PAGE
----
Test your oven temperature with a thermometer before you use it to dry food. Set the oven to the lowest temperature setting and prop open the door for one hour. The oven should maintain a temperature of between 130° to 150°F. If the oven does not maintain the temperature range, your finished product will begin to cook instead of dry. Conversely, if the temperature is too cool, you run the risk of food spoilage.
Here are some tips for oven drying:
• Use your oven to dry small amounts of food at a time. If you overload the oven, the drying time will be extended.
• Position the oven rack at its lowest setting.
• Prepare the food as recommended (see meat recommendations in Chapter 7, and fruit and vegetable recommendations in Chapter 9) and place it on a cookie sheet, or place cotton sheeting directly on the wire rack.
• Prop the door open with a wooden spoon or block of wood; you’ll need airflow for this to be successful.
• Set a timer for one hour, check for dryness, and turn the food.
• Repeat every hour until the food is dry.
Using a Dehydrator
Years ago I purchased an old Ronco dehydrator at a garage sale for just a few bucks. It has 10 trays, no motor, and uses radiant bottom heat to dry the food. I thought I was in heaven. This machine is considered a dinosaur by today’s fancy dehydrator standards, but I still have it and use it every year when I’m drying herbs. I love how quiet it is.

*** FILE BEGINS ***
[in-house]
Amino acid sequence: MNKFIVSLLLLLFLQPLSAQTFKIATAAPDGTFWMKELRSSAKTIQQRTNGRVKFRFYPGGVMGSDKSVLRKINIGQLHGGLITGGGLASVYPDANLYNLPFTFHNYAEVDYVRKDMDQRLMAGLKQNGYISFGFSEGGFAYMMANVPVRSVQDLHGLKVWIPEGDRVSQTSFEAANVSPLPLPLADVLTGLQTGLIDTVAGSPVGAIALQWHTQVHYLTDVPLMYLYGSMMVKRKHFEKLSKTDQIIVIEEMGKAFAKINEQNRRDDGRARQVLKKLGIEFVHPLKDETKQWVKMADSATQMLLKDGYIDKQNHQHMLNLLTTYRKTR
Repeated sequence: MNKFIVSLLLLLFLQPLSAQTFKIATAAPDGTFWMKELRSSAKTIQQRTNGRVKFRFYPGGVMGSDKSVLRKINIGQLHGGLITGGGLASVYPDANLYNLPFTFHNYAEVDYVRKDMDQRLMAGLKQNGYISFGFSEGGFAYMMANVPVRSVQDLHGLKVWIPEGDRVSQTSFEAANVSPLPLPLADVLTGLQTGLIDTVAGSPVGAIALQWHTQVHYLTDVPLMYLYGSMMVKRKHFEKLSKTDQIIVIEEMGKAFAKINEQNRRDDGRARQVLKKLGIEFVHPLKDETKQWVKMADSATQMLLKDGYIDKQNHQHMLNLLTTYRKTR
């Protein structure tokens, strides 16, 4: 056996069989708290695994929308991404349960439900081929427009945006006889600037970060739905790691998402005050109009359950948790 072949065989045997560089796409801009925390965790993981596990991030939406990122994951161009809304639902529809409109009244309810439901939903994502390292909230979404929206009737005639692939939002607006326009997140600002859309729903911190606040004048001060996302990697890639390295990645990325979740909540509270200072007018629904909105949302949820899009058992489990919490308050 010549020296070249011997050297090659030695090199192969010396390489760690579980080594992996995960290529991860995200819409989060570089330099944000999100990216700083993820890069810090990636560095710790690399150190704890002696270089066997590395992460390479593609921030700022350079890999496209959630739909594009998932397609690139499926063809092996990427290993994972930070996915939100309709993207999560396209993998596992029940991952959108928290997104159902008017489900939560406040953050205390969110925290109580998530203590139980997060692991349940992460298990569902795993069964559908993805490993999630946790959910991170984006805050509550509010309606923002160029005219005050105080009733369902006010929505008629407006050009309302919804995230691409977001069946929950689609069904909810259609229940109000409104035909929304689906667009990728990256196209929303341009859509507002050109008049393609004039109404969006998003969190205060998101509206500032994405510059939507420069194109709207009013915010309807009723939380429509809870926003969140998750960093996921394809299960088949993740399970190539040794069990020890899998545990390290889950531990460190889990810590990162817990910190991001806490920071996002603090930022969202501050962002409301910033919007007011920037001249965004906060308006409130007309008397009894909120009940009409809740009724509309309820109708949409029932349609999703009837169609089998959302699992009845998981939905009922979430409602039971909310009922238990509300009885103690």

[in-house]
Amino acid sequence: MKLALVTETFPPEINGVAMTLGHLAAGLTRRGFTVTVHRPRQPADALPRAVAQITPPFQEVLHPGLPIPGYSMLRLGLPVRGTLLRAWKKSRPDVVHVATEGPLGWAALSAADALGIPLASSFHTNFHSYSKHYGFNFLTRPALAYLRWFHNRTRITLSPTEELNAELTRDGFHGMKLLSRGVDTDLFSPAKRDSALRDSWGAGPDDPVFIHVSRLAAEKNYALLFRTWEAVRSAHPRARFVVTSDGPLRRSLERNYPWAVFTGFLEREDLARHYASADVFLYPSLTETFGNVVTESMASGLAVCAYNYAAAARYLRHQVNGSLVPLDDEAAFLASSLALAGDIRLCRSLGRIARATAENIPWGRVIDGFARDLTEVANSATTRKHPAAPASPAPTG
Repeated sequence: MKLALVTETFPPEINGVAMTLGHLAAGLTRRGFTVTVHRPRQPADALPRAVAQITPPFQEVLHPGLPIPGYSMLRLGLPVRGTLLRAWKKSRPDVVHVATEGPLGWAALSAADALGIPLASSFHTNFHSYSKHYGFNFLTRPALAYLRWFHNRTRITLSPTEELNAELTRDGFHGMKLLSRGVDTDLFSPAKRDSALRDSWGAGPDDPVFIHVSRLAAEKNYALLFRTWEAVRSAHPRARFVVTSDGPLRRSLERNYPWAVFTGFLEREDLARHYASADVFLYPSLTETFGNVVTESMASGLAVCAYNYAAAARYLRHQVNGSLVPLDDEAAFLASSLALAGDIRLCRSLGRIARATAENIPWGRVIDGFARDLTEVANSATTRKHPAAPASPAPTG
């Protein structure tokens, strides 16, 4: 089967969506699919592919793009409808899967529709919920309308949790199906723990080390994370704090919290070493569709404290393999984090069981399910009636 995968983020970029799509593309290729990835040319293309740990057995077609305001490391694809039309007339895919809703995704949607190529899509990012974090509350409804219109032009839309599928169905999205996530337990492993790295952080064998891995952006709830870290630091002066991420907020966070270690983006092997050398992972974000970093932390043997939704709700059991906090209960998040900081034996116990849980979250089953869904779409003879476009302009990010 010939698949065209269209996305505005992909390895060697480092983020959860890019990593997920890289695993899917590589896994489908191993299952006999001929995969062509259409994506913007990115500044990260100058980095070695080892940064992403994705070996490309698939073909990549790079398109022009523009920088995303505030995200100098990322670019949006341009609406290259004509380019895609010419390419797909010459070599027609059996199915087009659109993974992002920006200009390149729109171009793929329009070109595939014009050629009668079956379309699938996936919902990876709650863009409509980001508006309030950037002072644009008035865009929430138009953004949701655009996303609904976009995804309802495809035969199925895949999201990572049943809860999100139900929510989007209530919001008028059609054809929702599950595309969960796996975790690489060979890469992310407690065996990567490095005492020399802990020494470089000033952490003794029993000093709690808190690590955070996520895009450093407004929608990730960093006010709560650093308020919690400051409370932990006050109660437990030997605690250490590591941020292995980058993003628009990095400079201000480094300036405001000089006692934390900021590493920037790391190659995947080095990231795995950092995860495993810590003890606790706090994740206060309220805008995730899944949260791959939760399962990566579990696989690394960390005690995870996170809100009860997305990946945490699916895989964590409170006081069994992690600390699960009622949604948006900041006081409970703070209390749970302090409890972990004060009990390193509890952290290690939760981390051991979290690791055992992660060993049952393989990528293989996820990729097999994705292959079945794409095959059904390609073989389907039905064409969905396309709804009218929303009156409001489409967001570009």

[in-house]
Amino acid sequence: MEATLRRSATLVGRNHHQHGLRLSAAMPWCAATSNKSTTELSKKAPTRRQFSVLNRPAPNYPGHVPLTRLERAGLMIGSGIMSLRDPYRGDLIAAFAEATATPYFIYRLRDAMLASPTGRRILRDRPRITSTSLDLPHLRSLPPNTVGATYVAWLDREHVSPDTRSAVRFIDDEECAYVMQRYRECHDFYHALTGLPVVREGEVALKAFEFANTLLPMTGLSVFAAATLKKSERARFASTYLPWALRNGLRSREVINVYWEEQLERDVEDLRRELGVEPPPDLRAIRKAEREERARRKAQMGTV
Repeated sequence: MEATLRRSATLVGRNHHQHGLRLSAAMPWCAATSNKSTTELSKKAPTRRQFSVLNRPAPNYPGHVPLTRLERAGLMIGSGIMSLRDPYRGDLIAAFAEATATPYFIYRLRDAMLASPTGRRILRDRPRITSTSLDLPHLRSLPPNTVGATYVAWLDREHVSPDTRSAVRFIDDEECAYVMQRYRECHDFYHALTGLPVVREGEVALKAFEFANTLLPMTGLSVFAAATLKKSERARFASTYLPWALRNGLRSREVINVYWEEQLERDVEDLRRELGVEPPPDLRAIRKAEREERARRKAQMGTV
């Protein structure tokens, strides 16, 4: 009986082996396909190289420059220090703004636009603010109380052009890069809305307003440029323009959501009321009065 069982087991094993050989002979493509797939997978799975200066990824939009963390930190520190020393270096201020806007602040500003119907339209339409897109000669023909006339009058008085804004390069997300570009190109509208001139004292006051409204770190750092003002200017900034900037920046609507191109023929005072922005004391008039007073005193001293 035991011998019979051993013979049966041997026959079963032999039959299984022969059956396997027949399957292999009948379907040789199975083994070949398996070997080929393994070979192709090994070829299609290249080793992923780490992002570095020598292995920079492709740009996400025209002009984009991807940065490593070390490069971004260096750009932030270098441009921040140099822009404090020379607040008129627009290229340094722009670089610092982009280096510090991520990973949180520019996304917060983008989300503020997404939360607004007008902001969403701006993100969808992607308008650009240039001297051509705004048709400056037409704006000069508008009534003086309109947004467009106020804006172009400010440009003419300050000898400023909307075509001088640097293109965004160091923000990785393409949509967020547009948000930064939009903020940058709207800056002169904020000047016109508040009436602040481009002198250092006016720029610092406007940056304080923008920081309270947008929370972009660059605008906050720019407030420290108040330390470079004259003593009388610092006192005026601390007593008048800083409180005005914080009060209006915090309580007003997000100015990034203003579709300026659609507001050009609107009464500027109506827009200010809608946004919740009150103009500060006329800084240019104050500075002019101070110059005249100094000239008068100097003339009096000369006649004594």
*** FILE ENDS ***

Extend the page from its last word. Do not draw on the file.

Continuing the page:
My next garage sale treasure was a Harvest Maid Dehydrator with a box of four extra trays. I have used that machine for years, creating all the things you read about in this book. It has an electric motor and blower at the base of the unit. Seriously, I’ve used these second-hand machines for at least 15 years. They are workhorses and prove that you don’t need a fancy machine to have a prepared pantry.
Today’s electric dehydrators make your pantry preservation even easier, and they run more efficiently than those old machines. In addition, many new machines have a timer to allow you to start and stop drying when it suits your schedule, and their 1,000-watt heaters get the job done in record time. There are three basic dehydrator designs on the market today.
Types of Dehydrators
Dehydrators need to circulate air in order to do their job. This is accomplished by pushing air vertically through the machine, either from the bottom or the top, or by circulating air from the side horizontally.
Older model vertical airflow dehydrators have a heating element and fan located at the base of the unit, and the trays are stacked on top. This was the golden standard for years, and with a moving motor, it’s a step up from my old Ronco machine. The one drawback to these old airflow machines is that the food does not dry evenly on the trays. The trays always need to be rotated from the top of the stack to the bottom to ensure each tray gets equal airflow. That can be a problem if you were hoping to load the machine and walk away until the food is dry.
In modern dehydrators, vertical airflow is accomplished by having a powerful motor at the top of the stack. This allows for a cleaner heating element and forces heated, pressurized air downward through the outer ring of the food trays. These machines are very efficient. At the same time, the circulating air moves horizontally across each tray and out through the bottom, and the air converges at the center for fast, even drying. I’ve found that with my Nesco Gardenmaster machine, there’s no need to rotate trays—all the food dehydrates at the same time and it can handle up to 20 trays. You can efficiently dry a lot of food at one time.